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Media conglomerate The Walt Disney Company (DIS - Free Disney Stock Report) issued fiscal first-quarter results (year ends September 29th). The company also commented on the pending acquisition of the bulk of Twenty-First Century Fox (FOXA), and updated investors on some of its other projects under way. Overall, investors seemed pleased with the news, and the stock was up modestly in after-market trading.

Revenues increased 4%, to $15.35 billion (just ahead of our $15.25 billion estimate). And earnings climbed 22% year over year, coming in at $1.89 a share, besting our $1.60-per-share estimate. Please note that this figure excludes the one-time benefit from the Tax Act ($1.00 a share), a nonrecurring gain from the sale of property rights, and restructuring charges. Without these adjustments, profits would have come in at $2.91 for the period, 88% higher than the year-ago quarter.

The company experienced softness across most of its operating units. The one bright spot was Parks & Resorts. Operating income was up 21% at its Parks, on a 13% revenue advance. Increases in guest spending and park attendance was partially offset by higher operating expenses. (Its domestic parks were adversely affected by Hurricane Matthew in the year-ago period, which did impact some year-to-year comparisons.)

Results at Studio Entertainment were down modestly year over year. Although the latest installments of its Star Wars and Thor franchises did well at the box office, lower home entertainment and TV/SVOD results dragged on this segment.

Management remarked that the company was working with regulators to ensure the Twenty-First Century Fox acquisition goes as smoothly as possible. Disney inked a definitive agreement to purchase the bulk of its industry peer for $52.4 billion in stock and the assumption of Fox's $13.7 billion in debt. The deal would create a powerhouse of brands and content, increase production capabilities, complement its direct-to-consumer approach, and expand the media empire's geographic reach.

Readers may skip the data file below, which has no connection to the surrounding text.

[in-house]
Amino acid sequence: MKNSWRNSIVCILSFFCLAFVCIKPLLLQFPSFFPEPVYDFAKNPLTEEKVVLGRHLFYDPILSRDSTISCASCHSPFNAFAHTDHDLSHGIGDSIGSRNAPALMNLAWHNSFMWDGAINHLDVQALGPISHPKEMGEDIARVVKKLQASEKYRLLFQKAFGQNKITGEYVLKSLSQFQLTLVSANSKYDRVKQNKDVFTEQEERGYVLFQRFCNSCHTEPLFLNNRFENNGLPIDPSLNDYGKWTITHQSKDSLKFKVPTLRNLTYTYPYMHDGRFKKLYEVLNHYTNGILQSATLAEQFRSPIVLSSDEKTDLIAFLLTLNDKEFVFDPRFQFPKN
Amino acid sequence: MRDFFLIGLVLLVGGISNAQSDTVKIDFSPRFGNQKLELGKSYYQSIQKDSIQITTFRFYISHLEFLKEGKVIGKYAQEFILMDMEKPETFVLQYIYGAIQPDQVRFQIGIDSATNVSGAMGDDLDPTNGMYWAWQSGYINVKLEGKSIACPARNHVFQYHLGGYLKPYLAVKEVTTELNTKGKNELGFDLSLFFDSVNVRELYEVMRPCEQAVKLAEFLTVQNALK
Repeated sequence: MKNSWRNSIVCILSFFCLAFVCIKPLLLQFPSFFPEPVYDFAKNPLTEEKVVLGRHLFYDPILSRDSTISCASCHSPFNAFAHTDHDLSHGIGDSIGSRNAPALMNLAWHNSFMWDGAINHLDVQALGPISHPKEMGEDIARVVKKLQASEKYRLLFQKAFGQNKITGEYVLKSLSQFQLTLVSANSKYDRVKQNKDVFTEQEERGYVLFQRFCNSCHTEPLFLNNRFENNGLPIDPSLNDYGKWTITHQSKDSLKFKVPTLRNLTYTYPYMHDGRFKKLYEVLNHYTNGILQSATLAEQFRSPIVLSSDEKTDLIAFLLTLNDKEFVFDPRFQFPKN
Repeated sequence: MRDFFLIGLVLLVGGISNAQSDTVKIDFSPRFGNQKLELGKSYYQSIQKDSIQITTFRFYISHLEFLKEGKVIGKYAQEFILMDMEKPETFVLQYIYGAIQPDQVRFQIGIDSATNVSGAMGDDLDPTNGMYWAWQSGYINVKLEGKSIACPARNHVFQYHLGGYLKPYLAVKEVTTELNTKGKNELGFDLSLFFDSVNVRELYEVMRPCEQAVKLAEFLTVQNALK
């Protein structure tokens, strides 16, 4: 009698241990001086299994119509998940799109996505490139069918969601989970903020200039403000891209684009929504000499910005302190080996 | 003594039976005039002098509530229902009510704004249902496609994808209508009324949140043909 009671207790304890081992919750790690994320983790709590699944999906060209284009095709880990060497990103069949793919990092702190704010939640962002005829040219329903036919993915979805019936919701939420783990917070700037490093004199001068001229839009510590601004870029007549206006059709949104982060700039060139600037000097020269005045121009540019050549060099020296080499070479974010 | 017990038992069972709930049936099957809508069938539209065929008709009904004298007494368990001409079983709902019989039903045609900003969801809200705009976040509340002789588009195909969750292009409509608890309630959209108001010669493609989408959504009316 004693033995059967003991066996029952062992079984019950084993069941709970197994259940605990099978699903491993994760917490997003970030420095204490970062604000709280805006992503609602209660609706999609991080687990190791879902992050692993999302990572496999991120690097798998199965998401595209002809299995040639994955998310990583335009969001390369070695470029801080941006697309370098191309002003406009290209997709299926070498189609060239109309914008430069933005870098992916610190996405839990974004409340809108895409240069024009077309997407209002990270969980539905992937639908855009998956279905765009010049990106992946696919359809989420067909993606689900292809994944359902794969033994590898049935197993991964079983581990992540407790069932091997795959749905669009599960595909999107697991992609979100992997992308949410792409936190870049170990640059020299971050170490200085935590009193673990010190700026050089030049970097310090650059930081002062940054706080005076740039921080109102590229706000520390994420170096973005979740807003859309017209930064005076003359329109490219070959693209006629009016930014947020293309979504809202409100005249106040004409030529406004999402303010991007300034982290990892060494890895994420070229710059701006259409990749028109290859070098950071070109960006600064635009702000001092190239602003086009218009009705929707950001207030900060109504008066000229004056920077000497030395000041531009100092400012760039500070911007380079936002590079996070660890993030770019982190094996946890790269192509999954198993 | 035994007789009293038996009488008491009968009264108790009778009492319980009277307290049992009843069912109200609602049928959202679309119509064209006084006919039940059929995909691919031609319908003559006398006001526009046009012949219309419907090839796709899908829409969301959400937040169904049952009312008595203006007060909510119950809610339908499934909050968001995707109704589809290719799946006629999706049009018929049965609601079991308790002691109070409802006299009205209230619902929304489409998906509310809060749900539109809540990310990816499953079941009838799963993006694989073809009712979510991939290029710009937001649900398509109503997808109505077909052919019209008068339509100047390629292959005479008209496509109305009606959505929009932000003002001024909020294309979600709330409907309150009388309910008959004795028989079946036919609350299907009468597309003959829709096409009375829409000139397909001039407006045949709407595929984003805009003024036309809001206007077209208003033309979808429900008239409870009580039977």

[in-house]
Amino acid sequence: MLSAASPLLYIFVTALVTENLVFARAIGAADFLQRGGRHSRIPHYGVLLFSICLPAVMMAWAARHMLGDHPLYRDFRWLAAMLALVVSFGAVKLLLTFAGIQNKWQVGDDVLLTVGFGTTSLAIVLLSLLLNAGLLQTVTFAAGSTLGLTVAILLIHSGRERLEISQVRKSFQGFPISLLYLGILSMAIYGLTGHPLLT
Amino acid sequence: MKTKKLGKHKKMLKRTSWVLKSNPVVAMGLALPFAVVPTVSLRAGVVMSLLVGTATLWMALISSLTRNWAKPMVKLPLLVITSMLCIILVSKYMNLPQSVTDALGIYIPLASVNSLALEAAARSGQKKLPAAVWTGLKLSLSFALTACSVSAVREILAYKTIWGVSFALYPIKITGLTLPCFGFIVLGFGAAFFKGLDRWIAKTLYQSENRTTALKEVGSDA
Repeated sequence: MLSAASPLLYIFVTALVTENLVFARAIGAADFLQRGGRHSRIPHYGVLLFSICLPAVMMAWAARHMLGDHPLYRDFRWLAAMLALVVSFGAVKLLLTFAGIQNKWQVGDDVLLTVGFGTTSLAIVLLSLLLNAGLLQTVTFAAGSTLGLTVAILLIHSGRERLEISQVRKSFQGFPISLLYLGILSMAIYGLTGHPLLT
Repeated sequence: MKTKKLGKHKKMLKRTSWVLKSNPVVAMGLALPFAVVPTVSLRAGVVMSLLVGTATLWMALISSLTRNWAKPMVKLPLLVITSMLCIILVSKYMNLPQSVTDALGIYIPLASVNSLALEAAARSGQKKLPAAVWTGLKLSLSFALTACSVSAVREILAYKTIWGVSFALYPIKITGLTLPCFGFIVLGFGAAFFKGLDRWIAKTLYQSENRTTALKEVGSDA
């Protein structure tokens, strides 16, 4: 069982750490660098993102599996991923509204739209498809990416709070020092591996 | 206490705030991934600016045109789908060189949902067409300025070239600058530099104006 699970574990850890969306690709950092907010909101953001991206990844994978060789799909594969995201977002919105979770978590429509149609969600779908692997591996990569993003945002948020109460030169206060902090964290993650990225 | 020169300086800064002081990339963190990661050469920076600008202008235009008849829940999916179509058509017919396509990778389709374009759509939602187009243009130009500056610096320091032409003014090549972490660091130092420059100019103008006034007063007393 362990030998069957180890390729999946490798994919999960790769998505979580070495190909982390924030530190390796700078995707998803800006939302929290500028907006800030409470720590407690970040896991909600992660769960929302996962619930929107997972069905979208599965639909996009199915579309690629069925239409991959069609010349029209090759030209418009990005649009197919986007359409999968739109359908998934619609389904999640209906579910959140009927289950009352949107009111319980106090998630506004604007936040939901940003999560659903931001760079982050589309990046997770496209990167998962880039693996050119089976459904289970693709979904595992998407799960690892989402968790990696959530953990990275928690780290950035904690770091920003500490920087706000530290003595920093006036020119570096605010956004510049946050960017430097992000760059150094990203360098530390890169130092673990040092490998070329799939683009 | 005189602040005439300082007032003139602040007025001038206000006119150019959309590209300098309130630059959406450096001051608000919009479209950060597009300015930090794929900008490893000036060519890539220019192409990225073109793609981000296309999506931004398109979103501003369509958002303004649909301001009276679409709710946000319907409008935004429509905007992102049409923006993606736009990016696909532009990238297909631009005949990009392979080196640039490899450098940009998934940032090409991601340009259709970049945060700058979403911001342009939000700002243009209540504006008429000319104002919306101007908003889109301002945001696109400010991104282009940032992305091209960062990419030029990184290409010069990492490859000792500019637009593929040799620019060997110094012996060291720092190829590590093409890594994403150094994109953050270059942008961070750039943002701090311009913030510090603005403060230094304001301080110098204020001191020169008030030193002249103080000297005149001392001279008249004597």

On its own, the company remains focused on revamping its digital distribution. Specifically, it plans to unveil the ESPN direct-to-consumer business soon. And it will launch the new ESPN subscription-based app this Spring. To review, Disney outlined a new digital distribution strategy last year. It plans to launch a Disney-branded subscription-streaming platform by 2019, to better leverage its content library. And we think this was a good step in that process.

Even though the media empire experienced some sluggishness during the last quarter, we believe that it is still well positioned for the coming year. As a result, we have raised our share-net estimate by a quarter, and now look for the bottom line to increase 10%-15%, to $6.50 a share for fiscal 2018.

About The Company:The Walt Disney Company operates Media Networks such as ABC and ESPN, and Studio Entertainment. Its world famous parks and resorts include Disneyland, Walt Disney World (Magic Kingdom, Epcot, and Disney’s Hollywood Studios), while the company earns royalties from Tokyo Disneyland and manages Disneyland Resort Paris and Hong Kong Disneyland. It also operates a cruise line and Consumer Products and Interactive Media segments. ABC was acquired in February, 1996; Pixar in May, 2006; and Marvel in December, 2009.  

At the time of this article’s writing, the author did not have positions in any of the companies mentioned.